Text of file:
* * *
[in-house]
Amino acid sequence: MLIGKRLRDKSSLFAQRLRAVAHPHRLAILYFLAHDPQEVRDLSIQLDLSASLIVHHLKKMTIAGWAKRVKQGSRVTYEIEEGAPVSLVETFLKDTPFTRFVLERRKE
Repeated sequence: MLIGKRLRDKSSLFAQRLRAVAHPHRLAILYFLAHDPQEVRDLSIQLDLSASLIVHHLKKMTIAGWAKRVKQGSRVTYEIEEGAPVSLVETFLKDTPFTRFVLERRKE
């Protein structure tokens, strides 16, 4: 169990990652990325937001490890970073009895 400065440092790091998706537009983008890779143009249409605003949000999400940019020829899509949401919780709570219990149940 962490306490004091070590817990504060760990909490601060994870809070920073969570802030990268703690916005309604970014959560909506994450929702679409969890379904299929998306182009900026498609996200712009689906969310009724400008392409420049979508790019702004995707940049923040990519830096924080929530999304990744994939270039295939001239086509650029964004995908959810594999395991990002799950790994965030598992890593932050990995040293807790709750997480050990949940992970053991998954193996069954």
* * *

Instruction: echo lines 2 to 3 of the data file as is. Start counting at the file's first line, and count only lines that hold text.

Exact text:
Amino acid sequence: MLIGKRLRDKSSLFAQRLRAVAHPHRLAILYFLAHDPQEVRDLSIQLDLSASLIVHHLKKMTIAGWAKRVKQGSRVTYEIEEGAPVSLVETFLKDTPFTRFVLERRKE
Repeated sequence: MLIGKRLRDKSSLFAQRLRAVAHPHRLAILYFLAHDPQEVRDLSIQLDLSASLIVHHLKKMTIAGWAKRVKQGSRVTYEIEEGAPVSLVETFLKDTPFTRFVLERRKE